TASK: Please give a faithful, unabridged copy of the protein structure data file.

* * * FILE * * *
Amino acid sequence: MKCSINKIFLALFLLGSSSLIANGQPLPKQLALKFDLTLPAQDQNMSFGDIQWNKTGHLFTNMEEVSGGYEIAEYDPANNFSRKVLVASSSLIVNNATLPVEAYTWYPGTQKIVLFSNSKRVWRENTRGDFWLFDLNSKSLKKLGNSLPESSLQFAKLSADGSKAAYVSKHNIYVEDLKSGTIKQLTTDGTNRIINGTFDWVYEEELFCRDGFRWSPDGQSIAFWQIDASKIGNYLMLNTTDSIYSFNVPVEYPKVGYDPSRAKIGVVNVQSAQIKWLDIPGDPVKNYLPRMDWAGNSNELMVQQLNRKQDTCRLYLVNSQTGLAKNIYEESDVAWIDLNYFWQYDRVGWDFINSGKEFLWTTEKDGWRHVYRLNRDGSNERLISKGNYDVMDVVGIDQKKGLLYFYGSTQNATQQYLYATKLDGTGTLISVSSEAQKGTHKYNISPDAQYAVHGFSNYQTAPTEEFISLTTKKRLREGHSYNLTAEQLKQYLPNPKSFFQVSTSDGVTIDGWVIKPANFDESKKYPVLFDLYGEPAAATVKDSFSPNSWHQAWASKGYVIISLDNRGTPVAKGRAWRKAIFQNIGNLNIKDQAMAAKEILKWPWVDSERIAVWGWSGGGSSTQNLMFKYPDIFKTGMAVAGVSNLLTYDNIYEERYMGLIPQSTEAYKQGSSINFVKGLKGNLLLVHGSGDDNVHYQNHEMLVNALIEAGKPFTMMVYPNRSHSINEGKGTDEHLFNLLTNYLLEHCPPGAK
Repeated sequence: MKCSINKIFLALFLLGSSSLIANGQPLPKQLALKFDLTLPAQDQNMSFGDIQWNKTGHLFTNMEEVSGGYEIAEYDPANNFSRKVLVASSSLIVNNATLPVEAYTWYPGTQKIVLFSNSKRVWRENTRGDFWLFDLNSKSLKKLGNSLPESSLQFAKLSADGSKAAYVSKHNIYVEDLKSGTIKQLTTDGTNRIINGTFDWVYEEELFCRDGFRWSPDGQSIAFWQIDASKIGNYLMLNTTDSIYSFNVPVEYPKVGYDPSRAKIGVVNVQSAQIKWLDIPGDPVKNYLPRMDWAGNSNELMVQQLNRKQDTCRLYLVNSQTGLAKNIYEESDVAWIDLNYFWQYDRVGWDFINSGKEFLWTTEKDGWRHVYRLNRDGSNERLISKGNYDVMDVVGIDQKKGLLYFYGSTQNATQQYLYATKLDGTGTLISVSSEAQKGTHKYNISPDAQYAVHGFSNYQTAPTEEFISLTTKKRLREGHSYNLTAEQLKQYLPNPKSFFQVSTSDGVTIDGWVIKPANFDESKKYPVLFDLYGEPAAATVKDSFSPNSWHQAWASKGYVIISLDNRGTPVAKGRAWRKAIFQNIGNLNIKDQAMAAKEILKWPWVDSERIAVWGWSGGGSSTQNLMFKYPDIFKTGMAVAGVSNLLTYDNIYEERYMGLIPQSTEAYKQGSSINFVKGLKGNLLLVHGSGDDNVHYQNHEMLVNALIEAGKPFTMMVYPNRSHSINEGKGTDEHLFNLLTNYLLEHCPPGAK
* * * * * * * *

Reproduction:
Amino acid sequence: MKCSINKIFLALFLLGSSSLIANGQPLPKQLALKFDLTLPAQDQNMSFGDIQWNKTGHLFTNMEEVSGGYEIAEYDPANNFSRKVLVASSSLIVNNATLPVEAYTWYPGTQKIVLFSNSKRVWRENTRGDFWLFDLNSKSLKKLGNSLPESSLQFAKLSADGSKAAYVSKHNIYVEDLKSGTIKQLTTDGTNRIINGTFDWVYEEELFCRDGFRWSPDGQSIAFWQIDASKIGNYLMLNTTDSIYSFNVPVEYPKVGYDPSRAKIGVVNVQSAQIKWLDIPGDPVKNYLPRMDWAGNSNELMVQQLNRKQDTCRLYLVNSQTGLAKNIYEESDVAWIDLNYFWQYDRVGWDFINSGKEFLWTTEKDGWRHVYRLNRDGSNERLISKGNYDVMDVVGIDQKKGLLYFYGSTQNATQQYLYATKLDGTGTLISVSSEAQKGTHKYNISPDAQYAVHGFSNYQTAPTEEFISLTTKKRLREGHSYNLTAEQLKQYLPNPKSFFQVSTSDGVTIDGWVIKPANFDESKKYPVLFDLYGEPAAATVKDSFSPNSWHQAWASKGYVIISLDNRGTPVAKGRAWRKAIFQNIGNLNIKDQAMAAKEILKWPWVDSERIAVWGWSGGGSSTQNLMFKYPDIFKTGMAVAGVSNLLTYDNIYEERYMGLIPQSTEAYKQGSSINFVKGLKGNLLLVHGSGDDNVHYQNHEMLVNALIEAGKPFTMMVYPNRSHSINEGKGTDEHLFNLLTNYLLEHCPPGAK
Repeated sequence: MKCSINKIFLALFLLGSSSLIANGQPLPKQLALKFDLTLPAQDQNMSFGDIQWNKTGHLFTNMEEVSGGYEIAEYDPANNFSRKVLVASSSLIVNNATLPVEAYTWYPGTQKIVLFSNSKRVWRENTRGDFWLFDLNSKSLKKLGNSLPESSLQFAKLSADGSKAAYVSKHNIYVEDLKSGTIKQLTTDGTNRIINGTFDWVYEEELFCRDGFRWSPDGQSIAFWQIDASKIGNYLMLNTTDSIYSFNVPVEYPKVGYDPSRAKIGVVNVQSAQIKWLDIPGDPVKNYLPRMDWAGNSNELMVQQLNRKQDTCRLYLVNSQTGLAKNIYEESDVAWIDLNYFWQYDRVGWDFINSGKEFLWTTEKDGWRHVYRLNRDGSNERLISKGNYDVMDVVGIDQKKGLLYFYGSTQNATQQYLYATKLDGTGTLISVSSEAQKGTHKYNISPDAQYAVHGFSNYQTAPTEEFISLTTKKRLREGHSYNLTAEQLKQYLPNPKSFFQVSTSDGVTIDGWVIKPANFDESKKYPVLFDLYGEPAAATVKDSFSPNSWHQAWASKGYVIISLDNRGTPVAKGRAWRKAIFQNIGNLNIKDQAMAAKEILKWPWVDSERIAVWGWSGGGSSTQNLMFKYPDIFKTGMAVAGVSNLLTYDNIYEERYMGLIPQSTEAYKQGSSINFVKGLKGNLLLVHGSGDDNVHYQNHEMLVNALIEAGKPFTMMVYPNRSHSINEGKGTDEHLFNLLTNYLLEHCPPGAK